Coach them with no attachment to the outcomes:  This is a tough one! But hey, in childbirth, just like in any other area of life, there are no guarantees. What matters is the process. As long as your client experience herself accountable, engaged, and in charge, deviations from her initial vision won’t be experienced s failure or trigger negative self-esteem. Clients’ satisfaction level is in correlation to their performance and not the actual unfolding birth, which is unpredictable as we all know.

Trust them as the experts: Even if they currently don’t seem to trust themselves, your trust in them is crucial. As a coach, your most valuable asset is that you believe in their potential and competency.  This is true empowerment. When you conduct continuous prenatal coaching series in which you respect your clients as experts, they learn to expect this partnership from their medical caregivers. It is a higher level of relationship – much more empowering and satisfying for both sides, and once your clients experience it, they are not willing to be submissive to anyone, anymore.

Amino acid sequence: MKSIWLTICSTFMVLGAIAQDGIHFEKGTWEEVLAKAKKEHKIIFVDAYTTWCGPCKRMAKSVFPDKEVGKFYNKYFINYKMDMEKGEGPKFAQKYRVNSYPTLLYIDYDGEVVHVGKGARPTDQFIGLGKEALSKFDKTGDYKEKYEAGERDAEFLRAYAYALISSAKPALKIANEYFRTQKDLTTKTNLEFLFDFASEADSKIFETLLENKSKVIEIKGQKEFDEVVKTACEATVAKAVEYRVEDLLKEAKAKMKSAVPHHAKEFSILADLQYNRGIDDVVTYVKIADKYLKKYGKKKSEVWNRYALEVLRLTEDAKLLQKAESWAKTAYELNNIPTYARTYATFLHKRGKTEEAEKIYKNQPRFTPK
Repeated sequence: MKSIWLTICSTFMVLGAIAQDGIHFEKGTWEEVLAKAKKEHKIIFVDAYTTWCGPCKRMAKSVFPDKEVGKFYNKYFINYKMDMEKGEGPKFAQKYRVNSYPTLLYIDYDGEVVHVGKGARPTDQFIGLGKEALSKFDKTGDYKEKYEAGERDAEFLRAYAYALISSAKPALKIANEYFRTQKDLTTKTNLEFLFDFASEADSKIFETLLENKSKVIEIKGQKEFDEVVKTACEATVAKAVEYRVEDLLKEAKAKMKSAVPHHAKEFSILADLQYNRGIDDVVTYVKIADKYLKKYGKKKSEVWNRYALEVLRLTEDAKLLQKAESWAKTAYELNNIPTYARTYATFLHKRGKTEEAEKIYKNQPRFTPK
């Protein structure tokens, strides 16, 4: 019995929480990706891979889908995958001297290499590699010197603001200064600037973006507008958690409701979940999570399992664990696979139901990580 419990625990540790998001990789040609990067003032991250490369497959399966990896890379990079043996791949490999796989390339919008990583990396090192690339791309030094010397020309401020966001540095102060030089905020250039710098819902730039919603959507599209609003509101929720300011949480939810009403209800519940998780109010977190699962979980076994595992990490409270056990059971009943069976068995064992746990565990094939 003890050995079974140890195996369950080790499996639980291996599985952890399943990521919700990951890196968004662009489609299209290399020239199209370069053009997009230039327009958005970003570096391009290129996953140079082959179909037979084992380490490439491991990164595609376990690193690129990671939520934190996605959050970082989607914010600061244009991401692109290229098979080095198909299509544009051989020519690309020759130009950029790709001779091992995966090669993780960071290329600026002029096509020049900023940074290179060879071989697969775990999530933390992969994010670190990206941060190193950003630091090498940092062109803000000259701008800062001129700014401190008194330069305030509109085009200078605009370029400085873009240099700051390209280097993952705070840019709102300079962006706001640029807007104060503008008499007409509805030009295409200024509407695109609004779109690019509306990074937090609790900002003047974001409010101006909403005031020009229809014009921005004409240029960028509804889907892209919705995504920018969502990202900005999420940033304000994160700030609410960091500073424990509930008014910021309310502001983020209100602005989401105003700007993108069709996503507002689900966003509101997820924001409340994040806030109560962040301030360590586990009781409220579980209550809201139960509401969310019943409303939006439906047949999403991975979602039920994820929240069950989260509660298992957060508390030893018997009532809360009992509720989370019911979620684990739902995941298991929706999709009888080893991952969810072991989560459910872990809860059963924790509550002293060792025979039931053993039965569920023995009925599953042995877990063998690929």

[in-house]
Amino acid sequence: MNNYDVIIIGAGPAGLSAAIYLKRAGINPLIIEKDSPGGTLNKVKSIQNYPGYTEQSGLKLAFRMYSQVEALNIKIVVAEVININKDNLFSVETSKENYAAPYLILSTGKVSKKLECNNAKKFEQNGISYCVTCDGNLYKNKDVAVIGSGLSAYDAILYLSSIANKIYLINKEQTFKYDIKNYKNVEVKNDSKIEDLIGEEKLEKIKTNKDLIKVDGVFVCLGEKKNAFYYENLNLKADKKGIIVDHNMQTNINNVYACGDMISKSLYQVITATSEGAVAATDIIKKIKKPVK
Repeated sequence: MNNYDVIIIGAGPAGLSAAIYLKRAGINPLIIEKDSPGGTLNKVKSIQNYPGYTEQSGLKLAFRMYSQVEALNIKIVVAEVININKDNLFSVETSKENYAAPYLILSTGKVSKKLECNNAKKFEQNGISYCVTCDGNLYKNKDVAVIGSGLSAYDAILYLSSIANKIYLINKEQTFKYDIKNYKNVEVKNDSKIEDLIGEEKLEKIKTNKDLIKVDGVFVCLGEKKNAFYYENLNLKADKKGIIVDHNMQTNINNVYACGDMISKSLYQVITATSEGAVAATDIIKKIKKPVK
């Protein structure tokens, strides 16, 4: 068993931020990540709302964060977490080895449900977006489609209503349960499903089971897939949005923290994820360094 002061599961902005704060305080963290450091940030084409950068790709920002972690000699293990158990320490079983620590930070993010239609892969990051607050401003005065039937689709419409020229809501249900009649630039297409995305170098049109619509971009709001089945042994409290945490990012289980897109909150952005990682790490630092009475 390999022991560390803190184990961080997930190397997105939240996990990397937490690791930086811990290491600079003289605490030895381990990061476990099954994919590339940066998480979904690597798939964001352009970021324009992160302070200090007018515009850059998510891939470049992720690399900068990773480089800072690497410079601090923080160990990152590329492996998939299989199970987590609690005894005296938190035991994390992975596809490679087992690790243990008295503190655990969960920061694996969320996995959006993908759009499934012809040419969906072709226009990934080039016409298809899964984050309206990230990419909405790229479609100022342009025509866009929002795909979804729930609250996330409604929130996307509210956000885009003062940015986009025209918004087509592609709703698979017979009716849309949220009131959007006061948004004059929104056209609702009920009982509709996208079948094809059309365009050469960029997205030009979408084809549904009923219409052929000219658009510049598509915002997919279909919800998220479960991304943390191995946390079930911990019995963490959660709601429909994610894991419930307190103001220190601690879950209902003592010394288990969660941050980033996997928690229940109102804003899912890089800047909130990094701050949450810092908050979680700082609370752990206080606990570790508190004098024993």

Resources:

  1. Irwin S. and Jordan B., (1989) “Cosmopolitan Obstetrics: Some Insights from the Training of Traditional Midwives, Social Science and Medicine,  28(9):925-944
Neri Life-Choma

coaching, natural birth, prenatal